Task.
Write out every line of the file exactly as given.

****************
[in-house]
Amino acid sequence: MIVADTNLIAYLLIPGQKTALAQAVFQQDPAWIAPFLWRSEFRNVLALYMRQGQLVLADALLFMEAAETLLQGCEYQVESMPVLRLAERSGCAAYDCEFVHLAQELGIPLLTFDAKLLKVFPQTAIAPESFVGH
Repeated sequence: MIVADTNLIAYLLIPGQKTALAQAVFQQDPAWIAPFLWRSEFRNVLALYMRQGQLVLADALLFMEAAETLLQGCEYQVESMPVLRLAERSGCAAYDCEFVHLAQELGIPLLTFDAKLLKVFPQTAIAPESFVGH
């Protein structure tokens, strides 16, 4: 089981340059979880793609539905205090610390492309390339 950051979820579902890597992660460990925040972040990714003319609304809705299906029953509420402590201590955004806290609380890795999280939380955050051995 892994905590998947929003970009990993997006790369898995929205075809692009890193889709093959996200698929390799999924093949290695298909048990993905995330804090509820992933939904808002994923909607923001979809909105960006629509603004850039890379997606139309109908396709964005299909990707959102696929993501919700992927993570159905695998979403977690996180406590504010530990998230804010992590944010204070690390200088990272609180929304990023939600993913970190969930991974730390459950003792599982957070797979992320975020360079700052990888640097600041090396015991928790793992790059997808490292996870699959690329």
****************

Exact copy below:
[in-house]
Amino acid sequence: MIVADTNLIAYLLIPGQKTALAQAVFQQDPAWIAPFLWRSEFRNVLALYMRQGQLVLADALLFMEAAETLLQGCEYQVESMPVLRLAERSGCAAYDCEFVHLAQELGIPLLTFDAKLLKVFPQTAIAPESFVGH
Repeated sequence: MIVADTNLIAYLLIPGQKTALAQAVFQQDPAWIAPFLWRSEFRNVLALYMRQGQLVLADALLFMEAAETLLQGCEYQVESMPVLRLAERSGCAAYDCEFVHLAQELGIPLLTFDAKLLKVFPQTAIAPESFVGH
């Protein structure tokens, strides 16, 4: 089981340059979880793609539905205090610390492309390339 950051979820579902890597992660460990925040972040990714003319609304809705299906029953509420402590201590955004806290609380890795999280939380955050051995 892994905590998947929003970009990993997006790369898995929205075809692009890193889709093959996200698929390799999924093949290695298909048990993905995330804090509820992933939904808002994923909607923001979809909105960006629509603004850039890379997606139309109908396709964005299909990707959102696929993501919700992927993570159905695998979403977690996180406590504010530990998230804010992590944010204070690390200088990272609180929304990023939600993913970190969930991974730390459950003792599982957070797979992320975020360079700052990888640097600041090396015991928790793992790059997808490292996870699959690329």